meikleblog at gmail dot com

    1. Ooh! Vesper, I'll let Anne answer this!
      MdB - Over the years I came to truly admire him. There was a time when I waited expectantly for him to offer for me. My love for him grew, but the year before he and Rickland came to visit, I realized he probably would never ask me to marry him. As for the Colonel, he and I are close friends, but nothing more.

  6. Wonderful interview. I love Anne secretly having backbone. So much could be going on in that head of hers. Thank you for the giveaway.
    Cherringtonmb at sbcglobal dot net

    1. Thanks, Becky! Glad you like this different Anne.

  7. I could never had imagined Anne writing novels! And she seems to be good!

    Thanks for keeping company with me for lunch. Hopefully I will win your book.

    tgruy at netscape dot net

    1. Very few people know that Anne is a writer. She prefers it that way. Good luck in the giveaway!

  8. Kara, I liked your characterization of Anne in the novel (don't put me in for the give-a-way as I have read the book). Austen does not give her any real conversation at all, so we can assume so many things about her -- most of them being negative from the example of her mother (the acorn does not drop far from the tree). However, we never really know because she is never given the chance to say anything.

    1. In some ways, that lack of information and interaction allows the writer to give her whatever traits she wants. My take was that her father had been kind and loving, so Anne had those traits rather than her mother. Thanks for sharing, Julia!

  9. I've read one of your books, Only Mr. Darcy Will Do, and would like to read more. I have five cats, too! What I'd like to know about Anne: if her health is really that bad and what hobbies she has. I see you've kind of talked about that but I can't think of anything else to ask.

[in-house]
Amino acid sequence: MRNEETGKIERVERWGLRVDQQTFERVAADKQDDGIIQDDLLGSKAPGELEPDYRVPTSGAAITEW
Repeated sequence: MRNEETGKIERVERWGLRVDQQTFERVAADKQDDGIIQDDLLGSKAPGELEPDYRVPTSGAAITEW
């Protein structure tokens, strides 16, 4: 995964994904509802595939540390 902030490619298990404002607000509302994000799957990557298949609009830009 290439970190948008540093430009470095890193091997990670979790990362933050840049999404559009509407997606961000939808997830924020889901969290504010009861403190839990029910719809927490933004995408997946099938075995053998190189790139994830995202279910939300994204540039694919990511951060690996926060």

1. P.S. I'd prefer the paperback if I win. I'm in the U.S.

    2. Aren't 5 cats fun? They all have such different personalities! Thanks for the question, Michelle! In addition to writing, which is her favourite pasttime, she also enjoys reading. Her love for reading led her to begin writing. She also enjoys needlework. She never felt she was good at drawing or painting, so she does not employ herself with those.

  10. I would like to know if Anne reads as well as writes. If so, what are her favourite books?
    - Beatrice, who doesn't have access to any of the comment options so must settle for anonymous

    1. Hi Beatrice! Thanks for stopping by! In "Peculiar Engagement" she writes about a discussion she has with Darcy about books and we find that she enjoys adventure books. They had both read Gulliver's Travels and enjoyed it. As she got a little older, we know that she enjoyed reading Gothic novels, and her first novel, Girl in the Turret, was Gothic. I think because of the restrictions on her life, she mainly read novels that allowed her to escape into them.

  11. What a lovely interview! I've always thought that Anne was an interesting woman. Now I'm certain of it! I hope she finds a good man who appreciates her nature! Thanks for the giveaway! :)


  12. Thanks, Maria! I'm glad you think that way about Anne - she doesn't often get portrayed in a good light. Good luck in the giveaway!

  13. Thanks for a delightful interview, Kara and Anne. I would like to know what are the qualities Anne would look for in her future spouse (if she is lucky to marry one).

    An e-book for me if I win, Janet, since I'm international. Thank you for your generous donation, Kara.


  14. That's a good question for Anne, as no one seems to want to know what she wants. Here is what Anne says, "I want a man who is kind and tender-hearted, who will care for me and love me for who I am, including my ailment, and not because of my fortune (or my mother's wishes!)."